Medical Marijuana Advocacy Group Sues Obama Administration

A California medical marijuana advocacy group is taking the Obama administration to court in an effort to halt the Justice Department's assault on marijuana growers and dispensers, the Los Angeles Times reports.

Americans for Safe Access, an advocacy group based in Oakland, Calif., has filed suit against U.S. Attorney General Eric Holder and northern California federal prosecutor Melinda Haag, claiming that the federal government's recent crackdown on medical marijuana operations is in violation of the Constitution's 10th Amendment.

Marijuana is a schedule 1 substance, deemed illegitimate for medicinal purposes and outlawed federally under the Controlled Substances Act, which the federal government is entitled to enforce. However, according to Americans for Safe Access, individual states are free to regulate substances as they see fit, and by virtue of the 10th Amendment the federal government cannot compel state authorities to contravene state law.

"Under the 10th Amendment, the government may not commandeer the law-making functions of the state or its subdivisions directly or indirectly through the selective enforcement of its drug laws," the suit claims.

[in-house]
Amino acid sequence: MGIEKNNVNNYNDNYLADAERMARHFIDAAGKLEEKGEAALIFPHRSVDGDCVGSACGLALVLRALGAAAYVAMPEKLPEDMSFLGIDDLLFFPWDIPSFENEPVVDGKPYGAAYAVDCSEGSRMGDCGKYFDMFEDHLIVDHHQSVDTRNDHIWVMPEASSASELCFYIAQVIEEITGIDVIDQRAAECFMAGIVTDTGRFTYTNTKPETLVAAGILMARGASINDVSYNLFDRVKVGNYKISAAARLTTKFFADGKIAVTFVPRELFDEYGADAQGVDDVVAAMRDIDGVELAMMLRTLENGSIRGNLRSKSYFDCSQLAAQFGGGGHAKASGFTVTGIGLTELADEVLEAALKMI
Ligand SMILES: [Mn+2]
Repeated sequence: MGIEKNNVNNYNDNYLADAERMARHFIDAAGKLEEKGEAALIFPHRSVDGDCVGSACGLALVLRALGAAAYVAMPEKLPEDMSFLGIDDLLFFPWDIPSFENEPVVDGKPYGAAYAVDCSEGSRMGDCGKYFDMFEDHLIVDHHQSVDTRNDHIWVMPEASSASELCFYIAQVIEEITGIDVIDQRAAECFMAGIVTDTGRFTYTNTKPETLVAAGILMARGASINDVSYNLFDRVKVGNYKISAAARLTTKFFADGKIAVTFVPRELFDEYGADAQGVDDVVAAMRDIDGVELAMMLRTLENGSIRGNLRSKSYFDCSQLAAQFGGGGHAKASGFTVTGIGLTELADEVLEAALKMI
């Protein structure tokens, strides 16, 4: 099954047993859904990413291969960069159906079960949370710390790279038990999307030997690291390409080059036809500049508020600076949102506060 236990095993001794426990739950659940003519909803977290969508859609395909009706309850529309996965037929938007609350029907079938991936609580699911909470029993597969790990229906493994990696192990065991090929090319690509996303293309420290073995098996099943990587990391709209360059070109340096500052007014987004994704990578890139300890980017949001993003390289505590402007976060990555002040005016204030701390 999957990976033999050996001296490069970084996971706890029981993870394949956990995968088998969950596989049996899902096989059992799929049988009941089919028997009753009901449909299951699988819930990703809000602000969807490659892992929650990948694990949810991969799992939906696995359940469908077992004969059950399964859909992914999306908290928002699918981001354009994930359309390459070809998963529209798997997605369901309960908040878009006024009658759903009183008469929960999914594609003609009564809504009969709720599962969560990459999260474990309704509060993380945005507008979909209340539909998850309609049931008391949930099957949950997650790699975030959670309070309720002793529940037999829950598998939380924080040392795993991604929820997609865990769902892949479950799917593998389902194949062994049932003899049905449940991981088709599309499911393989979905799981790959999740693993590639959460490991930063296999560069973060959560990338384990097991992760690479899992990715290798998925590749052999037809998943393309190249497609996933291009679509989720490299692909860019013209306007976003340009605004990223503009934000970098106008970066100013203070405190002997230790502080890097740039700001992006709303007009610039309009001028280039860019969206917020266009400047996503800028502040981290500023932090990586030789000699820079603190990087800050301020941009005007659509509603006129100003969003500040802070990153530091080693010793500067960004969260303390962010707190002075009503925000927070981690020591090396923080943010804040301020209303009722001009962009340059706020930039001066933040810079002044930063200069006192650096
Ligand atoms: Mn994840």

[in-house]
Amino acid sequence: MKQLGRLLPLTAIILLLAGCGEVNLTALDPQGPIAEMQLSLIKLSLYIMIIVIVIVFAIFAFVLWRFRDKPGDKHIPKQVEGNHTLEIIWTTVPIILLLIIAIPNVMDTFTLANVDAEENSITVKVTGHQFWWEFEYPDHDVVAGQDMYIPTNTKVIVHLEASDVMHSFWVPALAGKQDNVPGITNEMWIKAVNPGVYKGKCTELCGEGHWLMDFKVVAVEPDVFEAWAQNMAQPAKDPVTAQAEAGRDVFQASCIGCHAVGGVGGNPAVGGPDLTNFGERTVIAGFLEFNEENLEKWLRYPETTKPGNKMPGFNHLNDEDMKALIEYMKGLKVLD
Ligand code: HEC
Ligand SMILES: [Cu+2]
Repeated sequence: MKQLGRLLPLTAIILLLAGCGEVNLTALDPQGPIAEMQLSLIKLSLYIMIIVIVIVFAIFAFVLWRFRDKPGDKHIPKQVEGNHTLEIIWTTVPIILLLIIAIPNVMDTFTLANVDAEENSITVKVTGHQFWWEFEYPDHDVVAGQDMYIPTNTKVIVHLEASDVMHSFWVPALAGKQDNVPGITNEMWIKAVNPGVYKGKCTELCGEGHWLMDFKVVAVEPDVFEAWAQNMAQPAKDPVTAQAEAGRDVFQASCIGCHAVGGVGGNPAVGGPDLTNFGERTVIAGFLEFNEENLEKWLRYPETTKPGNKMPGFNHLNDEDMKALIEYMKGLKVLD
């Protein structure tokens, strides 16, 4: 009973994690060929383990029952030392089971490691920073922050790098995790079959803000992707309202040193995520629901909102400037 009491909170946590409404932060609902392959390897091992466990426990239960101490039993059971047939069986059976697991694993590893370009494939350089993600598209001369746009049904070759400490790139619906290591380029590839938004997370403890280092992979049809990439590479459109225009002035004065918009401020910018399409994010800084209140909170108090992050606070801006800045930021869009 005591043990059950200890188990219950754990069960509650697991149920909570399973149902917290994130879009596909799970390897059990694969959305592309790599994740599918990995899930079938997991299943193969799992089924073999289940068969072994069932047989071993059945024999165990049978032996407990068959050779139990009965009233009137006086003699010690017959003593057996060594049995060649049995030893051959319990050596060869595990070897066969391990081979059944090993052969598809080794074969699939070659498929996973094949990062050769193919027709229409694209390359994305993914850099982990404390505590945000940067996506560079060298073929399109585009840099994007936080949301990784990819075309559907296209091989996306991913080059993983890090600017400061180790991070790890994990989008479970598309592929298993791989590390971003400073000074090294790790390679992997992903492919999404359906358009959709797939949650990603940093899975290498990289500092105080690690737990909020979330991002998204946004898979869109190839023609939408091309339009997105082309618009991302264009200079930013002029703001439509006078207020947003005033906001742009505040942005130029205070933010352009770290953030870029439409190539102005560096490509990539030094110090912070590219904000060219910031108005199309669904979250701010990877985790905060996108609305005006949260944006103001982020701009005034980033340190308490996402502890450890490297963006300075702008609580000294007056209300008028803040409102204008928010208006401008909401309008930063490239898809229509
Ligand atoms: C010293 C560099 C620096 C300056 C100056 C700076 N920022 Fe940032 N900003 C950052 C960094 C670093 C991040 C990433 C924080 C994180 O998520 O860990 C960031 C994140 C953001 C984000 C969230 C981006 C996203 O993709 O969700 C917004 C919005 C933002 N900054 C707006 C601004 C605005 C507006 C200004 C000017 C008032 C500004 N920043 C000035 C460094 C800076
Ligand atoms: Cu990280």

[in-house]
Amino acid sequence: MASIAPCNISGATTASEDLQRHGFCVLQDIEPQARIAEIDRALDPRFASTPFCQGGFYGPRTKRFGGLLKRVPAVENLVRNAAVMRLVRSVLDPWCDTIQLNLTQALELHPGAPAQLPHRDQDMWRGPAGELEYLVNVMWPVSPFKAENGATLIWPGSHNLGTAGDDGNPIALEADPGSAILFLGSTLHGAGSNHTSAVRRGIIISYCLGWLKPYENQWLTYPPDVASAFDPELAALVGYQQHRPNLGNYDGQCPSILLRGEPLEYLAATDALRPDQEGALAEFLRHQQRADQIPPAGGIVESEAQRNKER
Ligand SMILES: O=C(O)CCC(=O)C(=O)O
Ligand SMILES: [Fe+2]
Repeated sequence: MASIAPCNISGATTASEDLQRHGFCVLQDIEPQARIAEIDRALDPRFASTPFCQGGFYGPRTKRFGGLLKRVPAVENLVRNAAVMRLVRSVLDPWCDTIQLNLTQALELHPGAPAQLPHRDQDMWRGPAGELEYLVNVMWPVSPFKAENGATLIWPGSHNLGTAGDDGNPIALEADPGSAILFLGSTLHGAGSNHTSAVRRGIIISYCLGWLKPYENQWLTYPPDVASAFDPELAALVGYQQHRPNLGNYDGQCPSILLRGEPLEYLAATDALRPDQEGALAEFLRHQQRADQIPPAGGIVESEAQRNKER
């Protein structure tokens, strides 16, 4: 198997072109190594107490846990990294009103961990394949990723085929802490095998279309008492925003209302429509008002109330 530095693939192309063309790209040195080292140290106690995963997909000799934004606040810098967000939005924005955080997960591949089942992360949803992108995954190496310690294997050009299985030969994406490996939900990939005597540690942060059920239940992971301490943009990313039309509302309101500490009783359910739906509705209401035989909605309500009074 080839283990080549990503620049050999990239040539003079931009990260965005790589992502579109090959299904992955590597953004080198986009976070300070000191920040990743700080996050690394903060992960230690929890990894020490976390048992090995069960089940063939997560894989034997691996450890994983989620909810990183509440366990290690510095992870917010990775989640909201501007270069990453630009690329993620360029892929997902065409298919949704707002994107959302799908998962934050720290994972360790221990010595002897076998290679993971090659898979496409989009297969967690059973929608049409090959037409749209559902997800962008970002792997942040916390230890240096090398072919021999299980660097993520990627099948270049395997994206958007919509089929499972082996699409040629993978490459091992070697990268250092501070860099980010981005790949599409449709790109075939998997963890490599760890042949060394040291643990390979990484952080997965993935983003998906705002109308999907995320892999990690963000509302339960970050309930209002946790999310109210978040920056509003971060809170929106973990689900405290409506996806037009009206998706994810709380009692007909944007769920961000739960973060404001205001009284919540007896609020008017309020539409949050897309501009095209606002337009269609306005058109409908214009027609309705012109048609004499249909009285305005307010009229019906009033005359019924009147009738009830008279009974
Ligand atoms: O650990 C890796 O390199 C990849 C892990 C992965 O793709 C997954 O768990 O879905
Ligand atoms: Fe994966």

"The federal government has instituted a policy to dismantle the medical marijuana laws of the state of California and to coerce its municipalities to pass bans on medical marijuana dispensaries," the lawsuit says. "To this end, the government has pursued an increasingly punitive strategy, which has involved criminal prosecutions of medical marijuana providers with draconian penalties and letters threatening local officials if they implement state law."

The suit cites, among other notices, a federal missive to the city of Oakland, informing city authorities that failure to enforce federal anti-marijuana laws would make them subject to prosecution. "I like this lawsuit," San Francisco attorney Kenneth Wine told the San Francisco Weekly. "While the federal government and its agents can do what they like in enforcing the federal criminal laws, they cannot compel the state to assist them," Wine said. "I suspect this case will cause the federal government in California to be very careful in the way they address state and local officials. Certainly, the threats and coercion against state and local officials by the U.S. Attorneys must stop, and likely will. For the feds to do otherwise is to put their marijuana enforcement strategy in jeopardy."  
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